You have reached the age in which "you have learned some things", as someone once said, "the age when you know what you should do". Fortunately, this includes asking for a shift with your doctor on a regular basis to stay healthy. As your father once did, the 50 may have marked the beginning of a slow decline, and there is no reason why you can not stay healthy and robust for much longer.
The older men get, says Dr. Gary Rogg, an internist at Montefiore Medical Center in Bronx, NY, more nervous about visiting their doctors and finding that they have a chronic disease that requires supervision and medication, and who wants that? Instead, he says, you should think about getting preventative medical care to take it in a more positive and proactive way: "Men are reluctant to take medication (say, for high blood pressure or cholesterol) because they fear its adverse effects I tell them to think about the much worse effect of not knowing what is happening and not being able to remedy it. "
At 50, you should ask for a turn to get your first colonoscopy, but if you have a family history related to that disease (a primary relative with colon cancer) or you're African-American, you should start doing the tests at 40. The preparation can be repulsive but the process is relatively painless and important. Not just for the test, says Dr. David K. Spindell, interim medical practitioner and vice president of the medical affairs division at Abbott Diagnostics, but also for the immediate treatment of any polyp that can be found.
If your test gives a normal result, you will need to repeat it only every 10 years, says Rogg; but you still have to have a fecal occult blood test as part of your testing routine. So think about the benefit you'll get when your doctor inserts a gloved finger into your rectum during your annual exam. This test for occult fecal blood is important, as its presence may be an early indicator of colon cancer.
Cardiac Health Review
Although an ECG and a cardiac stress test are not routinely recommended unless you have risk factors such as a family history or are experiencing some symptoms, "asking for a basic ECG is reasonable to suggest during this decade, "says Rogg." One thing that can come out on an ECG is high waves, which can suggest a thickened heart muscle, possibly caused by untreated high blood pressure. " This result requires the supervision of a cardiologist, says Rogg.
Ask your doctor if taking a low daily dose of aspirin is right for you, since it is for most men this age, says Spindell, unless you have some sort of disorder with regard to coagulation.A study of the cardiology journal "Circulation" agrees that the therapy is useful and cost-effective. It will not hurt you and potentially can do you much good: "It has been shown that a low dose of aspirin per day can decrease the incidence of heart disease," says Spindell.
Screening for prostate cancer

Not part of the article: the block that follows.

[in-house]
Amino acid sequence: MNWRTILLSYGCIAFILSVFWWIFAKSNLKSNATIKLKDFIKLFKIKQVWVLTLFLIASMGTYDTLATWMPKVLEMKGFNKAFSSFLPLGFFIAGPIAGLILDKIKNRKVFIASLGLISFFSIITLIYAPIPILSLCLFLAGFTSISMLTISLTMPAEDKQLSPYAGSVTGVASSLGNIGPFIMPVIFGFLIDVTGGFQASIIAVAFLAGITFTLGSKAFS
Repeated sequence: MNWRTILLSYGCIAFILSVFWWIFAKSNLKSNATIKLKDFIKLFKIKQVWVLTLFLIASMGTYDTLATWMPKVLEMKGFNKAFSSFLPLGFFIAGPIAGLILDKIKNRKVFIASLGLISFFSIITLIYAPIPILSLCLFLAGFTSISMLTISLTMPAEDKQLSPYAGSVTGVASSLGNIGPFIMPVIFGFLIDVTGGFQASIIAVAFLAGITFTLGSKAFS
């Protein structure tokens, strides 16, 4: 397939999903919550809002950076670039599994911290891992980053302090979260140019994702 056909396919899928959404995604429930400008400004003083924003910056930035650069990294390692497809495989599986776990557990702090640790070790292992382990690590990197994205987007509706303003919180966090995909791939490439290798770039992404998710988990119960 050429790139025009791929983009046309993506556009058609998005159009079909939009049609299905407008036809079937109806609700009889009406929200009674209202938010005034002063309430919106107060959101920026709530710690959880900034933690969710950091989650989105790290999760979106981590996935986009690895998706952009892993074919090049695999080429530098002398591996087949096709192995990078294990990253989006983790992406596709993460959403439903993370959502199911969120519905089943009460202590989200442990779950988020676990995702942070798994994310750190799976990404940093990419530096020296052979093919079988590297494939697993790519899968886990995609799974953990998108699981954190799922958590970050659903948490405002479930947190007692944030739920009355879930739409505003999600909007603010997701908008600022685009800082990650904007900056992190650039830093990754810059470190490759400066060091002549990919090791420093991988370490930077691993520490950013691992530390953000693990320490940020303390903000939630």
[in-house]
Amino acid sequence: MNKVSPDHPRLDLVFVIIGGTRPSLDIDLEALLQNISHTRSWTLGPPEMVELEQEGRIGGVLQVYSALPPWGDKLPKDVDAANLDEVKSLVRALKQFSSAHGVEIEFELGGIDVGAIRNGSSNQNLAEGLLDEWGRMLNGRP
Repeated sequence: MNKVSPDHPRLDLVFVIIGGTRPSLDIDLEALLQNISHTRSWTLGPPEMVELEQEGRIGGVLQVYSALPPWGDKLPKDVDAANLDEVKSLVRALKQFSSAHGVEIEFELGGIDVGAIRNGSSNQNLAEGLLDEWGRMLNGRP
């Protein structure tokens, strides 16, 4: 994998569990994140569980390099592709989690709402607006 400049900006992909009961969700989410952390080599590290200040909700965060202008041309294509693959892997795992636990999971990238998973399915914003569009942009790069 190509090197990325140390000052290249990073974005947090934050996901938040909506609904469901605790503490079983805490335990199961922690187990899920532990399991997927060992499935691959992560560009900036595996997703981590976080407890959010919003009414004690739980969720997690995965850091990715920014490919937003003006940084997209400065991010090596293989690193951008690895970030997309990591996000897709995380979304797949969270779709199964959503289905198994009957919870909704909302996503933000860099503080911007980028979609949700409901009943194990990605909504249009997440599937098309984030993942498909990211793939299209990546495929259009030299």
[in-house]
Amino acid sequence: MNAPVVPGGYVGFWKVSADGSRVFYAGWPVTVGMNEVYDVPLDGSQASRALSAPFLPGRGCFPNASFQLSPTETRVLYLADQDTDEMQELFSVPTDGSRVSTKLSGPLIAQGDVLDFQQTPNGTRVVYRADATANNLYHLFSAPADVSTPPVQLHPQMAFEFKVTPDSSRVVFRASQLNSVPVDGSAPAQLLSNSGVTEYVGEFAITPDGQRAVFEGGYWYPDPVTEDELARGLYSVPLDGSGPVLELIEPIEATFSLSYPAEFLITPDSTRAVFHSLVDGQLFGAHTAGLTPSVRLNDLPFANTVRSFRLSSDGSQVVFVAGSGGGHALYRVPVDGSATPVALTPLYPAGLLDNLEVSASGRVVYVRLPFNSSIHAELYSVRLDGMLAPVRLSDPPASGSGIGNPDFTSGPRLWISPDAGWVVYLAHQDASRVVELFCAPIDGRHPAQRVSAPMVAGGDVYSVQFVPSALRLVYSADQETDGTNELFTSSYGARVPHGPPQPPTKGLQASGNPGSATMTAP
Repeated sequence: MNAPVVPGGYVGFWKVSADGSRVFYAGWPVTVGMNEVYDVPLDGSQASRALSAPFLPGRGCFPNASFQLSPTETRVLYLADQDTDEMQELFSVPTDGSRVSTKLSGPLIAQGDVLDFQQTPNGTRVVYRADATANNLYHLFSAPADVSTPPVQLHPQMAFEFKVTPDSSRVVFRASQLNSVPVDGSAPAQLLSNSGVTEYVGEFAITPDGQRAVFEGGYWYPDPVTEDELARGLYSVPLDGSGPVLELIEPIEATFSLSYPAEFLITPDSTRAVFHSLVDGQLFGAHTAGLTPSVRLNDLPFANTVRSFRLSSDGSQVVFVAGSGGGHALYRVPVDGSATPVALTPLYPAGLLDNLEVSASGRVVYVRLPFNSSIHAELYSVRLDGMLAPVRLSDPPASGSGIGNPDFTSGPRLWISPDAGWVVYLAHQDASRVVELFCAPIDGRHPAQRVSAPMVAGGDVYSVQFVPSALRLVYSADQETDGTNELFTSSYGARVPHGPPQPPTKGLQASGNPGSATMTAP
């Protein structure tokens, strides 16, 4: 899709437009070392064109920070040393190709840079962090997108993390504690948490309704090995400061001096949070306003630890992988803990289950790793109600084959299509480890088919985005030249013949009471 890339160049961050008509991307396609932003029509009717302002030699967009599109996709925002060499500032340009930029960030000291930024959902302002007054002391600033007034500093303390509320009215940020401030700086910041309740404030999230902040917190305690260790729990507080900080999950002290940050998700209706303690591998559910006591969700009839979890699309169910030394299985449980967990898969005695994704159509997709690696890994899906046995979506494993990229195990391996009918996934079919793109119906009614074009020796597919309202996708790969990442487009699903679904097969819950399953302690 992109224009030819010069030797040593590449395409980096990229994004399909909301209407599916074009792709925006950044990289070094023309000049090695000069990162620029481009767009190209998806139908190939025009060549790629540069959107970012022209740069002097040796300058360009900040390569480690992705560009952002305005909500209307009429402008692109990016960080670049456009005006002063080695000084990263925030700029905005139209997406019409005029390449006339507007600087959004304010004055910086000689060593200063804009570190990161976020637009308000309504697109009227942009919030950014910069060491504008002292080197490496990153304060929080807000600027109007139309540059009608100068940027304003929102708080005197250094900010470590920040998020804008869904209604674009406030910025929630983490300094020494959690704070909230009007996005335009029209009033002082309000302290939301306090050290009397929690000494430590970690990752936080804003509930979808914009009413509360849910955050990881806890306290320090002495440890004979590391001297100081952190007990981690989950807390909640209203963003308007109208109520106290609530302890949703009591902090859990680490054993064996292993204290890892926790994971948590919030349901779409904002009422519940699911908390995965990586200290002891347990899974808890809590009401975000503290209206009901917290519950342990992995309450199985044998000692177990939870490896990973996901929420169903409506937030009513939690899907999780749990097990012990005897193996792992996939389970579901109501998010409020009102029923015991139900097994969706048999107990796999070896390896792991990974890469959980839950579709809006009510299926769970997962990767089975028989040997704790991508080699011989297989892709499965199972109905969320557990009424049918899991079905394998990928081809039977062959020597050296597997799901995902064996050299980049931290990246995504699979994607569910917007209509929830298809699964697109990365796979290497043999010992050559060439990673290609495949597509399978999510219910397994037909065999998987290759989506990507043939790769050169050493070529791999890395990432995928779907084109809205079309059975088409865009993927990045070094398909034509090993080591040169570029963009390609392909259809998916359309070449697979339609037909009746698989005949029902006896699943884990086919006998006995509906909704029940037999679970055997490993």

If you're not sure if you want a test for prostate cancer, you're not the only one, since there has been a recent controversy. The American Cancer Society says that starting at the age of 50, you should discuss the pros and cons of this test. Do it at 45 if you are African-American or if your father or brother has developed prostate cancer before age 65, with your doctor. What is the reason to have that talk instead of taking the test definitely? The standard test, a blood test that looks for a specific antigen of the prostate, can be misinterpreted if it is not read carefully and can lead to a possible unnecessary biopsy.
"A high PSA may indicate cancer or not, since false positives are common," says Spindell. Even if cancer is detected accurately, it can be benign or grow so slowly that it will never become a problem, while aggressive treatment can leave you incontinent and helpless.
For this reason, the US Preventive Services Task Force recommends not performing routine PSA tests, a position with which the American Urological Association disagrees vigorously, as they say, usually the signs of prostate cancer are detected by a doctor for the first time during a routine check The best thing you can do is talk with your doctor about what is right for you. If you experience problems urinating, or see blood in your urine or semen, or have trouble ejaculating, call your doctor directly.
Update of vaccines
Those born during the so-called "birth boom", pay attention: The Centers for Disease Control and Prevention recently issued a recommendation that all those born between 1945 and 1965 be tested of hepatitis C. The CDC says that 75% of adults who have the virus were born during those years. The reasons why this rate is so high are not fully understood, but what is known for sure is that early detection and treatment will save lives. Previously, it was recommended that only those who had certain risk factors, including the use of IV drugs or performing tattoos in dirty places, be tested, but as there are so many people who carry the virus silently, and considering that hepatitis C It can lead to deadly diseases, including cirrhosis or liver cancer, being tested seems a wise idea.
Also check your protection against tetanus, since you need to get the vaccine every 10 years.